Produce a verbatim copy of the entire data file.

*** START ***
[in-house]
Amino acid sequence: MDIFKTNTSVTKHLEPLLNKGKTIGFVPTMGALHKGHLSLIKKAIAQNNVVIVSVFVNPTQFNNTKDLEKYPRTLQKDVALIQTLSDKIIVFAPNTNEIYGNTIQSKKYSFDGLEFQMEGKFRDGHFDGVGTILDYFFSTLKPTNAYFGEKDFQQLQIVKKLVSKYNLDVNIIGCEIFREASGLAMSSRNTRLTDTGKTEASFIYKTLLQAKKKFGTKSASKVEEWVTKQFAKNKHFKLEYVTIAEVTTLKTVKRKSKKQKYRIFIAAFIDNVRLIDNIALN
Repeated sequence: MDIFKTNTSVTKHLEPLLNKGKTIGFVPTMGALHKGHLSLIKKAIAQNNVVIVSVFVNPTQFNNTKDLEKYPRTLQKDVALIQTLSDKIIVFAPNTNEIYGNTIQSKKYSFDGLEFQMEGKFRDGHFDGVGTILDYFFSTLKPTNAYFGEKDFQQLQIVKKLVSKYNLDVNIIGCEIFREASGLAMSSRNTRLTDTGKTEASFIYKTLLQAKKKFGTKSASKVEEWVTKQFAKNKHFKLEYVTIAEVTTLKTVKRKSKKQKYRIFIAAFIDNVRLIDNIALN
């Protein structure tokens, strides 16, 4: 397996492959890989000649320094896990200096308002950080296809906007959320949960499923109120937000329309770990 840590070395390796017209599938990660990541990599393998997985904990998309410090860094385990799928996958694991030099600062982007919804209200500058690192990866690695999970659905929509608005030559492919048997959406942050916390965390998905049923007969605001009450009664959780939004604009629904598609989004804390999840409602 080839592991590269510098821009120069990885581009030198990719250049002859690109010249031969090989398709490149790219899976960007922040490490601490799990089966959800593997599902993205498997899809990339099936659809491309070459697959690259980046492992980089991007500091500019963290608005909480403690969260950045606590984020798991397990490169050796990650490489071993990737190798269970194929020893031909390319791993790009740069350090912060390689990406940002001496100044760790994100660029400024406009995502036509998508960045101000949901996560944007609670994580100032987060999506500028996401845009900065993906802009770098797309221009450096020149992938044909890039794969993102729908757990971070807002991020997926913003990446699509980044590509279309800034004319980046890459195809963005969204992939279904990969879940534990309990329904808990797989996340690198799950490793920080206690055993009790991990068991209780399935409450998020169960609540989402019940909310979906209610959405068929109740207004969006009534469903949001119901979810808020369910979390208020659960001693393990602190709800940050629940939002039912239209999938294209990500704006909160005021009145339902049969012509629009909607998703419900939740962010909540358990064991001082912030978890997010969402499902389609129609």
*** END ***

[in-house]
Amino acid sequence: MDIFKTNTSVTKHLEPLLNKGKTIGFVPTMGALHKGHLSLIKKAIAQNNVVIVSVFVNPTQFNNTKDLEKYPRTLQKDVALIQTLSDKIIVFAPNTNEIYGNTIQSKKYSFDGLEFQMEGKFRDGHFDGVGTILDYFFSTLKPTNAYFGEKDFQQLQIVKKLVSKYNLDVNIIGCEIFREASGLAMSSRNTRLTDTGKTEASFIYKTLLQAKKKFGTKSASKVEEWVTKQFAKNKHFKLEYVTIAEVTTLKTVKRKSKKQKYRIFIAAFIDNVRLIDNIALN
Repeated sequence: MDIFKTNTSVTKHLEPLLNKGKTIGFVPTMGALHKGHLSLIKKAIAQNNVVIVSVFVNPTQFNNTKDLEKYPRTLQKDVALIQTLSDKIIVFAPNTNEIYGNTIQSKKYSFDGLEFQMEGKFRDGHFDGVGTILDYFFSTLKPTNAYFGEKDFQQLQIVKKLVSKYNLDVNIIGCEIFREASGLAMSSRNTRLTDTGKTEASFIYKTLLQAKKKFGTKSASKVEEWVTKQFAKNKHFKLEYVTIAEVTTLKTVKRKSKKQKYRIFIAAFIDNVRLIDNIALN
């Protein structure tokens, strides 16, 4: 397996492959890989000649320094896990200096308002950080296809906007959320949960499923109120937000329309770990 840590070395390796017209599938990660990541990599393998997985904990998309410090860094385990799928996958694991030099600062982007919804209200500058690192990866690695999970659905929509608005030559492919048997959406942050916390965390998905049923007969605001009450009664959780939004604009629904598609989004804390999840409602 080839592991590269510098821009120069990885581009030198990719250049002859690109010249031969090989398709490149790219899976960007922040490490601490799990089966959800593997599902993205498997899809990339099936659809491309070459697959690259980046492992980089991007500091500019963290608005909480403690969260950045606590984020798991397990490169050796990650490489071993990737190798269970194929020893031909390319791993790009740069350090912060390689990406940002001496100044760790994100660029400024406009995502036509998508960045101000949901996560944007609670994580100032987060999506500028996401845009900065993906802009770098797309221009450096020149992938044909890039794969993102729908757990971070807002991020997926913003990446699509980044590509279309800034004319980046890459195809963005969204992939279904990969879940534990309990329904808990797989996340690198799950490793920080206690055993009790991990068991209780399935409450998020169960609540989402019940909310979906209610959405068929109740207004969006009534469903949001119901979810808020369910979390208020659960001693393990602190709800940050629940939002039912239209999938294209990500704006909160005021009145339902049969012509629009909607998703419900939740962010909540358990064991001082912030978890997010969402499902389609129609």